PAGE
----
As Cecilia left the doctor’s office that day in early January, she wondered what the new year would bring, while at the same time praying she, and Rick, and A.J., would be able to navigate any storms that came their way.
Like so many other times in the early months following Jack Simon's passing, Cecilia would just weather one storm, only to have another blow in.
At two o’clock on a morning in late January, Cecilia was awakened by Rick shaking her shoulder.
Mom! Mom! Wake up! Wake up. Something's wrong with A.J."
“What’s wrong with him?” Cecilia sat up and reached for her robe. “Is he sick?"
"I don't know, maybe. I'm not sure,” Rick said as he tugged on his mother's arm. “Just come on.”
Cecilia got out of bed and hurried down the hall. She flicked on the light switch as she passed it. When she arrived at the boys’ room, she circled around Rick and scurried to A.J.’s bedside.
The light spilling in from the hallway was enough for Cecilia to see by. A.J. was lying on his left side in a semi-fetal position. Cecilia saw the tears that were trickling down his cheeks, and she heard him mumble, "Daddy." She laid her right hand on A.J.’s forehead. When she was sure he wasn’t running a temperature, she said softly, "A.J.? Honey, can you wake up for me?"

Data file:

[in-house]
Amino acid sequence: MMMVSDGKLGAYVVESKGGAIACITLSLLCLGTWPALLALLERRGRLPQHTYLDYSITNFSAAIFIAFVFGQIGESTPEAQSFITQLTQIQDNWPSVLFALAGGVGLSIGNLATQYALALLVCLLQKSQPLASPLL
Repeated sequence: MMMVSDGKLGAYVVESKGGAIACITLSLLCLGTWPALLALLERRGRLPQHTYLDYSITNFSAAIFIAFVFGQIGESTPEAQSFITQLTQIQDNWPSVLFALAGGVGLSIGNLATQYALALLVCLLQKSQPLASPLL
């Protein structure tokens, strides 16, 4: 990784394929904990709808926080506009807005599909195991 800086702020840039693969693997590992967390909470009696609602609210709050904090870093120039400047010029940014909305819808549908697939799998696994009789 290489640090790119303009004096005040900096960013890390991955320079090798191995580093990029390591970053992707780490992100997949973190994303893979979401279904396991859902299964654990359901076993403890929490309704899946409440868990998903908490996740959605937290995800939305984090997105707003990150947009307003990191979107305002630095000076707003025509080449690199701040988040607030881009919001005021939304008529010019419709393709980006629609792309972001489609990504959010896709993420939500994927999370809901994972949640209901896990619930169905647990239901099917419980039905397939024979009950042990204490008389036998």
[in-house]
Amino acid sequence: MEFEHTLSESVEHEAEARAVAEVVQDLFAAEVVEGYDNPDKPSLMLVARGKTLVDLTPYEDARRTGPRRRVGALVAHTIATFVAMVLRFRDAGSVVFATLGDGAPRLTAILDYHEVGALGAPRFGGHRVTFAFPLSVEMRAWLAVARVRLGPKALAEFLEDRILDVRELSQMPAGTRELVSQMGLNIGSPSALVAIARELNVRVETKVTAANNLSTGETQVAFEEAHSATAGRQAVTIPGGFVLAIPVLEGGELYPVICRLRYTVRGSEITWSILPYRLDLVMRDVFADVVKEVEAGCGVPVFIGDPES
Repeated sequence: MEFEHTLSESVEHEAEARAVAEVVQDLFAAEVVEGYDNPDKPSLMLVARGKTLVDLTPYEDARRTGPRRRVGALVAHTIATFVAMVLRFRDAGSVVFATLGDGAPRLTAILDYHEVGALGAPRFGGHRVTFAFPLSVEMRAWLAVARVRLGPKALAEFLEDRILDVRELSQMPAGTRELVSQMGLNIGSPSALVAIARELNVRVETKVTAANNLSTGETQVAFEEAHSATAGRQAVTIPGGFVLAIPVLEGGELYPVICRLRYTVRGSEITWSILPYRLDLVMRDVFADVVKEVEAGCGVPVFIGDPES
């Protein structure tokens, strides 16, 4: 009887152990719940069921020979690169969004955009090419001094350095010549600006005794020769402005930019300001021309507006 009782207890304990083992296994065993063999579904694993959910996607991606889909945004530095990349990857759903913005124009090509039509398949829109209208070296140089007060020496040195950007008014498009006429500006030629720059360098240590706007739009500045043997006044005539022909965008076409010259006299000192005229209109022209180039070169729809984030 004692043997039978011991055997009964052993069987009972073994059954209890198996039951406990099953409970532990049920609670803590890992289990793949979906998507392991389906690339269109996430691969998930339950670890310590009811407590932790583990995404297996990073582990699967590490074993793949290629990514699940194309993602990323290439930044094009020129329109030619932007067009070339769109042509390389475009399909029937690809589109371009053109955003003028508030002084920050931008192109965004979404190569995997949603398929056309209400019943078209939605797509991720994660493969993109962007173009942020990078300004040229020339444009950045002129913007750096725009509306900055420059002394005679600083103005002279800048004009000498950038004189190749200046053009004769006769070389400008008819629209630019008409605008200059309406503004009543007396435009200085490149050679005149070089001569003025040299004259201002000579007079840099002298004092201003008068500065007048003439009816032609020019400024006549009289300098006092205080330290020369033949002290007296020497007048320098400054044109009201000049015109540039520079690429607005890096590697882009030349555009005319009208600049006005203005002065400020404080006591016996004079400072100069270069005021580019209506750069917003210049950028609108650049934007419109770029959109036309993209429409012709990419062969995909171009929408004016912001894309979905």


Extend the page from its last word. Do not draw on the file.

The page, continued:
When the boy didn't shift position or wake up, Cecilia came to the conclusion that he was in a deep sleep. She tried to rouse A.J. again, but when he still didn’t respond, she stepped back and sat down on Rick's bed.
"What's wrong with him, Mom?” Rick asked in a hushed tone. “Is he sick?"
Cecilia motioned for her teenager to sit beside her. Rick moved from A.J.’s side and sat down on his bed.
“Mom? Is he sick?”
"No, Rick. A.J.'s not sick. He's not running a temperature, and he seemed to be feeling fine at dinner." She patted his knee in a gesture of reassurance. "Don't worry, sweetheart. There's nothing wrong with him."
"Well if he's not sick, what's wrong with him? Why's he crying?"
"He's dreaming, that's all. It's just a dream."
"You mean a nightmare?"
Cecilia observed A.J. resting peacefully on his side, the only evidence of distress being the tears that continued to run down his face.